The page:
New modeling of the COVID-19 virus shows that COVID-19 is spreading more rapidly in Oregon, according to the latest model released today by the Oregon Health Authority and the Institute for Disease Modeling.
The model, which is based on data through June 18, offers three projections — optimistic, moderate and pessimistic — predicting that daily case levels could rise as much as 20 percentage points.
The modeling assumes that hospitalizations from COVID-19 remain stable and testing remains at its present level of approximately 4,000 a day:
- The optimistic scenario with those assumptions suggests the previous modeling increase of June 11 was the result of higher testing and that case counts would remain stable at about 180 per day over the next month. This is the least likely scenario to occur because it assumes diagnosis of all new cases and presently about one-third of new infections cannot be traced to a known source.
- The moderate scenario suggests the rise in cases in the last modeling report was due to increased transmission and expanded testing — and that daily infections of COVID-19 could rise over the next month to more than 900 per day, with daily hospitalizations rising from 8 to 27.
- The most pessimistic scenario suggests the rise in cases in the last modeling report was due entirely to increased transmission and not expanded testing — and that infections could rise to more than 4,800, and hospitalizations could increase to 82 per day.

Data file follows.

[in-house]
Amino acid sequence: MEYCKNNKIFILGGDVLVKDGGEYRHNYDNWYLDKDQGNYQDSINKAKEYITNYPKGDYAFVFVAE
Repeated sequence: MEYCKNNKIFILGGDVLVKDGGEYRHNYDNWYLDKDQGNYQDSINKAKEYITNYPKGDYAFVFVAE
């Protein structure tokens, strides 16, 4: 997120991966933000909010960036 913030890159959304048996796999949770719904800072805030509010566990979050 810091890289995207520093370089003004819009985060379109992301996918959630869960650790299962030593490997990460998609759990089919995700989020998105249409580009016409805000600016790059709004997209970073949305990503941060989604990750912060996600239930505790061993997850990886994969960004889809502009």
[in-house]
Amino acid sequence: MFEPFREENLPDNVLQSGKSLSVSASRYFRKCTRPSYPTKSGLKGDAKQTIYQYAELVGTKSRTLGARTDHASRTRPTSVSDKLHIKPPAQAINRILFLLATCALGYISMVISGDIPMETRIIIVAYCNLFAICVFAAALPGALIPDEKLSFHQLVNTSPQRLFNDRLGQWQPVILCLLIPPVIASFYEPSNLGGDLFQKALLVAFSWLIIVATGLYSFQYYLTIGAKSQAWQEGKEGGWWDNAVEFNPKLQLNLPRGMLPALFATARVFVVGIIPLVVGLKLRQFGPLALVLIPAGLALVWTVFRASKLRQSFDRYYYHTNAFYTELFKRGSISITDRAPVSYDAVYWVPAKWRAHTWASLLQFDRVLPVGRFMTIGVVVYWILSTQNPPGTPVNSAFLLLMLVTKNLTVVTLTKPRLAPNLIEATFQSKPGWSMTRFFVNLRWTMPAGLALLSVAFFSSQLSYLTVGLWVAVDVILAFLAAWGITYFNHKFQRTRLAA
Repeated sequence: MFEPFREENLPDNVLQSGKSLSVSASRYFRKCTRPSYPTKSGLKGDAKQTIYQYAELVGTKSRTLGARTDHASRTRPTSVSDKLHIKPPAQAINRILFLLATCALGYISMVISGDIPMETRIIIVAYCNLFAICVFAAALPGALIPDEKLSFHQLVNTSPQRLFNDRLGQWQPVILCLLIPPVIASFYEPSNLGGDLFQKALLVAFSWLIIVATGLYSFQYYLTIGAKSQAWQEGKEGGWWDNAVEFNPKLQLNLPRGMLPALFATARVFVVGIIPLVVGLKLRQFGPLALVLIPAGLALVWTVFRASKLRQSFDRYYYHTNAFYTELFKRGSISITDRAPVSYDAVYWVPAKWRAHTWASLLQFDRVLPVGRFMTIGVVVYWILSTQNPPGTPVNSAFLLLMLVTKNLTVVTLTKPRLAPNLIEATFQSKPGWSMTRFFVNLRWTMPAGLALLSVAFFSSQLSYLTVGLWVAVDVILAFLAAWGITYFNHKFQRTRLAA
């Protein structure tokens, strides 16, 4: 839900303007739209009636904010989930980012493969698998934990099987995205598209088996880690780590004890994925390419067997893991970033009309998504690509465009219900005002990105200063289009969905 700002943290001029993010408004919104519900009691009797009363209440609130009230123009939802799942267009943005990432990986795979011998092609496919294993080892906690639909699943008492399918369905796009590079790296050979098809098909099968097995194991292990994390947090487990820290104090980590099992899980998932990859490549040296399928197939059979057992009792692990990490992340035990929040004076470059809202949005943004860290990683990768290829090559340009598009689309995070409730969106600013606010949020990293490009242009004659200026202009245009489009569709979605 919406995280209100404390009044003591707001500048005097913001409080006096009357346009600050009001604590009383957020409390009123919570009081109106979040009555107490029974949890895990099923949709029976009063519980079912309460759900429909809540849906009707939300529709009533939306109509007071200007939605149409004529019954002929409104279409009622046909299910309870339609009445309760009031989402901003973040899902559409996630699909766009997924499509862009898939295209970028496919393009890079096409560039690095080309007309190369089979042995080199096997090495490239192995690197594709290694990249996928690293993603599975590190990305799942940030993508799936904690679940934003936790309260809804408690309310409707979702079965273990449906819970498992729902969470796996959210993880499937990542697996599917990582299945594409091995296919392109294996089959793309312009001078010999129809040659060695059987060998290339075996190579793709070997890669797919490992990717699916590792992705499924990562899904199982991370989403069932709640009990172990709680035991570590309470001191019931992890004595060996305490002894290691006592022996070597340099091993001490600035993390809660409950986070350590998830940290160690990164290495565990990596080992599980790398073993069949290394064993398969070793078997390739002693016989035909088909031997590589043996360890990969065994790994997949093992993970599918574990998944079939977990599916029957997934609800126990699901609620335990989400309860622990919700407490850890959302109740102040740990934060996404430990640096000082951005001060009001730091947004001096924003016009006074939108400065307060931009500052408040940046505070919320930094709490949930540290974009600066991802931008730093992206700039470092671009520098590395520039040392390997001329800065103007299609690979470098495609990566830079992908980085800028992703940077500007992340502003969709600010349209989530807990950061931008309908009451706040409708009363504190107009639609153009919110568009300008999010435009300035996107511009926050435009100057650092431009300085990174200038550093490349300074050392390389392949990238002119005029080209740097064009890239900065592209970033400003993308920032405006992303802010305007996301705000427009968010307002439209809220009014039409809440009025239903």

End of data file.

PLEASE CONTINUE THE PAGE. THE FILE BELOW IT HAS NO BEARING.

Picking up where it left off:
“We know that COVID-19 is in our communities,” said Dean Sidelinger, MD, Oregon state health officer. “This latest model provides us with a sobering reminder that we all need to guard against continued spread, especially as we continue to reopen and the weather gets warmer.”
Dr. Sidelinger said, “Think hard about your choice of activities, especially as we get close to the Fourth of July holiday. Ask yourself: how can I reduce my risk and the risk I might pose to people around me?” Do what you can to suppress the virus: Stay 6 feet away from other people. Wear a mask. Avoid large gatherings, and if you are in a group setting — like a holiday barbecue — stay outside, keep your distance and use a face covering when you’re not eating. Wash your hands frequently and stay home if you’re sick.
OHA uses this modeling for data analysis and planning purposes and releases it on a bi-weekly basis. The entire report can be found here.